Why Athletes Still Choose White Rice Over Brown

Why Athletes Prefer White Rice

White rice gets a bad rap in general. Athletes and weight lifters disregard any negative claims and consume white rice as an important part of their nutrition plans. The goal of the athlete and lifter is supplying adequate amounts of macronutrients to fuel extreme training and replenish severely depleted glycogen stores.

It can feel like a full-time job for athletes to beef up athletic performance with nutrition. Carbohydrates are essential to fuel physical training. Carbs also replenish muscle glycogen stores after extreme workouts. If you want to make a lifter happy hand them a bowl of white rice stacked with grilled chicken after a workout.

According to the Journal of Sports Sciences, “Carbohydrate-rich foods with a moderate to high glycemic index provide a readily available source of carbohydrate for muscle glycogen synthesis, and should be the major carbohydrate choices in recovery meals.”

White rice just so happens to rank high on the glycemic index. This is a score given to how foods affect blood sugar and insulin levels. Sports Medicine reported in 2013 “improving carbohydrate availability during prolonged exercise through carbohydrate ingestion has dominated the field of sports nutrition research.”

Why White Rice?

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Wise athletes and lifters recognize the high glycemic value of white rice to provide quick fuel for hard workouts and facilitate muscle recovery. Unlike brown rice, white rice does not come with negative drawbacks of gastrointestinal (GI) issues, allergy symptoms, and blocking the ability to absorb micro-nutrients.

Brown rice and other whole grains contain phytic acid (phytate). Phytic acid is an anti-nutrient binding to essential minerals like iron, zinc, calcium and magnesium preventing our body from absorbing them.

Phytic acid is located in the bran of the grain. The milling process used to change brown rice to white rice removes the phytate. This is probably one of the only times where refining a food potentially has a positive value. This is especially beneficial for carb hungry lifters wanting to refuel without stomach upset.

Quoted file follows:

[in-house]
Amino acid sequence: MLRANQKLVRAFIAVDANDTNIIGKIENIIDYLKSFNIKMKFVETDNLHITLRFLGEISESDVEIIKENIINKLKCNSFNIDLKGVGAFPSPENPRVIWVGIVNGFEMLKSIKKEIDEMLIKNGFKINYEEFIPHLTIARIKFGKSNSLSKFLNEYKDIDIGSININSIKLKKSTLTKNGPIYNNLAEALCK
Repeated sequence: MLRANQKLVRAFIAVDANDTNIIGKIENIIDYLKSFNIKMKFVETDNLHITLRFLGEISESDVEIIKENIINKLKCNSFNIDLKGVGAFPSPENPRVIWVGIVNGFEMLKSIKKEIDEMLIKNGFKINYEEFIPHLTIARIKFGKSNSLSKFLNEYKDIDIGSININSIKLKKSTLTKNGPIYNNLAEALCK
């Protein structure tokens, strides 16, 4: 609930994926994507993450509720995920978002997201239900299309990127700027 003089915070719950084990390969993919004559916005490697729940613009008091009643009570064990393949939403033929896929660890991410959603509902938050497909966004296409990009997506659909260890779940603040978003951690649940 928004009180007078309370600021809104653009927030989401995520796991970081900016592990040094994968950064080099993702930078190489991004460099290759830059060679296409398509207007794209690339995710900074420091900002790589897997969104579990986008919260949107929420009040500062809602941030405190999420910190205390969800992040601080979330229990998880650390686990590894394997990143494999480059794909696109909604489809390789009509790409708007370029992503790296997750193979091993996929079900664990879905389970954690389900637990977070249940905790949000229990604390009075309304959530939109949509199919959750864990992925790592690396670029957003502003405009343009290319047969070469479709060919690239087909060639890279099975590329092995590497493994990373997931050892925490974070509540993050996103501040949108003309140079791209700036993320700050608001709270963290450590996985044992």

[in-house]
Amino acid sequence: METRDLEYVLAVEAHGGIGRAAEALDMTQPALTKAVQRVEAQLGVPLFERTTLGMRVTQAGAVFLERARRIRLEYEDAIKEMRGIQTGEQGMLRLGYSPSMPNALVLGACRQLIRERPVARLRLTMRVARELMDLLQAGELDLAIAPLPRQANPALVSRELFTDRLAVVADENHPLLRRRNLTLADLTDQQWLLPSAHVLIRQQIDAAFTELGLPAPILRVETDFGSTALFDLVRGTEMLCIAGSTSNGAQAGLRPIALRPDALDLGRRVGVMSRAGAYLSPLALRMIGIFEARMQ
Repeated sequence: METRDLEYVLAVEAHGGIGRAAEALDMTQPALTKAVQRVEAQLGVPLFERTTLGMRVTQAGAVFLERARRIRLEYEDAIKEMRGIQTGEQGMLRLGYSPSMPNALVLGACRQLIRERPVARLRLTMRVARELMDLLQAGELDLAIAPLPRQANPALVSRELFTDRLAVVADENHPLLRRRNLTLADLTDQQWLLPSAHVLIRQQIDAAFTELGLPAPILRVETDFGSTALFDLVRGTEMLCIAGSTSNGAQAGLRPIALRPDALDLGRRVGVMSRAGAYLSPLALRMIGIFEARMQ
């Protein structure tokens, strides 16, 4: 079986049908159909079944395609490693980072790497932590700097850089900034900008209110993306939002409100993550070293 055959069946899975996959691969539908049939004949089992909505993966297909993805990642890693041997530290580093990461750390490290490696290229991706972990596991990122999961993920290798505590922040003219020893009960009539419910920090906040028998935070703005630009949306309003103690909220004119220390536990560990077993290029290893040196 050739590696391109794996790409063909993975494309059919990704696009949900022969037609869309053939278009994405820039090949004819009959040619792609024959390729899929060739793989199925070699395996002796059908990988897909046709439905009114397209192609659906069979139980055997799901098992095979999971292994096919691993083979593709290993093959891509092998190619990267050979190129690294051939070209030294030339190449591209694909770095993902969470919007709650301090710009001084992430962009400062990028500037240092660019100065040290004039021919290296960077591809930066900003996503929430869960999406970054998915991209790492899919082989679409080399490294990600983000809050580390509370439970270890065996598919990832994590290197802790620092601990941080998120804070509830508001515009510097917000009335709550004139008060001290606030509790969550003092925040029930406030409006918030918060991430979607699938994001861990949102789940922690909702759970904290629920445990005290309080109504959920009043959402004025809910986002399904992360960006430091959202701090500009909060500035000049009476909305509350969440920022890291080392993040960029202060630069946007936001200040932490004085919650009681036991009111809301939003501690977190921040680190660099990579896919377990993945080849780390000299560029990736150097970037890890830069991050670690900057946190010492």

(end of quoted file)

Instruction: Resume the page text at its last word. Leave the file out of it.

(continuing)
White Rice is a Safe Carb

White Rice
White Rice is a Great Carb Option for Lifters and Athletes. MIXA/Getty Images

Athletes don't have time to worry about gastrointestinal (GI) issues or allergies that may accompany brown rice. Brown rice has more fiber and those lifters suffering from food sensitivity may have an issue with the whole grain.

Extreme exercise requires eating lots of carbs “currently, for prolonged exercise lasting 2-3 h, athletes are advised to ingest carbohydrates at a rate of 60 g/h” and eating a “safe” starch like white rice can meet those demands.

White Rice for Workouts

According to USA Rice Information. “Rice packs in more carbohydrates than potatoes for the same serving size”. Parboiled, converted and instant white rice are suggested for pre and post-workout meals. Consuming white rice ensures the body is properly fueled for the competitive athlete.

Although white rice is a great alternative for lifters and athletes, it may not be the best option for sedentary people. Also, those training less than 4-days per week or suffering from a metabolic disease, brown rice is a better choice.

Brown rice is still a healthy nutrient dense food. It's recommended for the general populous and everyday fitness person tolerating whole grains.

The great news is continuing research is ongoing for degrading phytic acid in brown rice and whole grains. New studies are also finding antioxidant benefits in phytate.

Sources:

Journal of Sports Sciences, Carbohydrates and fat for training and recovery, Burke LM et al., 1/04

Sports Medicine, The use of carbohydrates during exercise as an ergogenic aid, Cermak NM et al., 11/13

USA Rice, Health and Nutrition, Information, Sport Nutrition for the Competitive Athlete

British Journal of Nutrition, Phytate degradation determines the effect of industrial processing and home cooking on iron absorption from cereal-based foods, Hurrell RF et al., 8/02

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